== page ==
The leaves have changed from beautiful green to yellow, orange and red.  They are falling, the mornings feel crisp, and the rains are sure to come.  Here we are again, in the time period just before Remembrance Day. Each year I face this window in time with trepidation, dread and with honour. I feel the expectations of me, the only “Silver Cross Mother” in our town.  Andrew was born on Nov. 3rd, he would have just turned 36 yrs old.

On Aug 11, 2006, Cpl Andrew (Boomer) Eykelenboom was killed by a suicide bomber.  He came back to his base, from a routine patrol, with the infantry on Aug 9th.  His tour in Afghanistan was winding down.  He handed in his medical kit on Aug 10th and was packing to come home.  As fate would have it Andrew volunteered to go back out on the 11th for one more mission, to cover for a fellow medic.

Andrew was our youngest son.  This is the cruel reality that so many military families have to face – losing loved ones due to war.  We hear of many similar stories, and each one makes another hole in my heart. Grief, the horrors of war, of decisions made that went wrong, of depravation,  the losses. Yet we also hear about the successes, the bravery, the generosity. There is no doubt that the Canadian Forces have been making a difference, both away and at home, since their beginnings.  We can be very proud as a country of our young soldiers, sailors, airmen and airwomen, our Troops. These young men and women, like Andrew, who want to help make a positive change in the world.

The cost of war is huge, not just financially, but of the human toll.  Obviously the deaths of so many, but also the dysfunction that happens within families when their loved ones are killed, the emotional crippling, the angst over what we could have, or should have done, to change the direction of their lives.   The physical and mental injuries that so many return home with is so tragic. The impact of Post Traumatic Stress Disorder on our military, and first responders, is often ignored or underestimated by medical experts and affected family members.  As a human race, we truly are not that civilized. I really believe that most of us are, in some way or other “walking wounded”.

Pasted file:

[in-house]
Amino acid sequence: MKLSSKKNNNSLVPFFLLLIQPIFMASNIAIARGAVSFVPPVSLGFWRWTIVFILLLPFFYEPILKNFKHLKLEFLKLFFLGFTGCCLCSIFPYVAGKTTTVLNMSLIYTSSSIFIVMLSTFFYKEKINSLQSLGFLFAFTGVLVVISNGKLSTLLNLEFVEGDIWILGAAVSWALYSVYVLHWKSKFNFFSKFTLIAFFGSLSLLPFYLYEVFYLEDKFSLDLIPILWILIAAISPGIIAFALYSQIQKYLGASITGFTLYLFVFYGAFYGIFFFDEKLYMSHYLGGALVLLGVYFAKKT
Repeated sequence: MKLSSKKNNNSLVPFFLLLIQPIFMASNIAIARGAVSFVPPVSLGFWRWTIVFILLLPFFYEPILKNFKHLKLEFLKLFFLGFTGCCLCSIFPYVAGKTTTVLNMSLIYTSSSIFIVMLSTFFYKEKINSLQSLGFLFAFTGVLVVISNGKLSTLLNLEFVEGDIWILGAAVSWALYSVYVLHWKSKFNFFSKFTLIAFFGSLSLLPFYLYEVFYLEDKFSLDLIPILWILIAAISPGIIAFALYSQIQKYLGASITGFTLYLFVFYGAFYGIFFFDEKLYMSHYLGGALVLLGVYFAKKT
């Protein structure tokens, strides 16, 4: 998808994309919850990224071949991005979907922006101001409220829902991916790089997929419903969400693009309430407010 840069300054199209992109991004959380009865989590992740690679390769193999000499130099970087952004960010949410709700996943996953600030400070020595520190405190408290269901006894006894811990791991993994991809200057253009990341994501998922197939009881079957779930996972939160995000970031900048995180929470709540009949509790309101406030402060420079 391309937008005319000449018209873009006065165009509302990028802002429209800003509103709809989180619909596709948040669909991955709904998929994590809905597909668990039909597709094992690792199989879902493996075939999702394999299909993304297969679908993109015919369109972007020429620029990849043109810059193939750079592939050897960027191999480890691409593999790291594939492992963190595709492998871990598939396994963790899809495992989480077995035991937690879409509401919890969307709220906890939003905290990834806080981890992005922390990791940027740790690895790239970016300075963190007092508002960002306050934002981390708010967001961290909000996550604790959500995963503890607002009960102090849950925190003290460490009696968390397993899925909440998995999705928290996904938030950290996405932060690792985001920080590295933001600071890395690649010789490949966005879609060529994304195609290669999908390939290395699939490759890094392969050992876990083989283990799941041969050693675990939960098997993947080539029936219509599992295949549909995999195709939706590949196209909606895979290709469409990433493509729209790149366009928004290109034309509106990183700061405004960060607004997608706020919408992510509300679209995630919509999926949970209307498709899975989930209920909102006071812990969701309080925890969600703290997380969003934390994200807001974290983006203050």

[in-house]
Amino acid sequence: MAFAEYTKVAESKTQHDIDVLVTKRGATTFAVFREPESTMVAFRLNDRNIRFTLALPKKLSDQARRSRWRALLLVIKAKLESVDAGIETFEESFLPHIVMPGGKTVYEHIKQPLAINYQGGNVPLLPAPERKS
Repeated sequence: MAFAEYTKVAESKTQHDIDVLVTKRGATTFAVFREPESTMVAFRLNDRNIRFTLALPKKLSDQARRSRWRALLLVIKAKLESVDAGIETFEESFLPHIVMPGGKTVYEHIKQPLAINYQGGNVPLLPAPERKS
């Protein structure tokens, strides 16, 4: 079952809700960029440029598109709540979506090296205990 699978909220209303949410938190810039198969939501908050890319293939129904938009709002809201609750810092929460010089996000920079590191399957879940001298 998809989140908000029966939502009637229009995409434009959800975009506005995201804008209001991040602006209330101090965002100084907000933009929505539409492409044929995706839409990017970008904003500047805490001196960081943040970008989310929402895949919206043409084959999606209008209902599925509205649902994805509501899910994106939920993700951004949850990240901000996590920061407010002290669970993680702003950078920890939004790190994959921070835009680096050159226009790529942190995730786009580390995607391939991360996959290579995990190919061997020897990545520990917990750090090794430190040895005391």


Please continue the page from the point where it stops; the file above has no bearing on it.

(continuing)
I am so thankful that I have an unshakable faith in our Lord. I believe Andrew is in Heaven,   ”It’s okay Mom, I’m in a better place”, is what I heard him say. The last thing he said to the medic friend who would have had to go out on patrol that fateful August day was,  “Hey buddy, someday I want to hang out with you in Heaven”. These poignant words are etched into Andrew’s headstone.

So it is with respect for those who have passed before and a strong desire to be part of the solution that Boomer’s Legacy, with a mission of Helping Our Soldiers (Troops), Help Others, at Home and Abroad, was formed.   So this Remembrance Day, I remember those who presently serve, and have served, especially Andy, who gave his all and never hesitated to be of service. So on the 11th, I shall stand proud, with fists clenched and head high, tears running down my face.  Gutted once more.

Please attend a Legion Remembrance Day Service in your area.  Be kind, be considerate and be generous with your time, talents and treasures, make a difference, they did!

Maureen Eykelenboom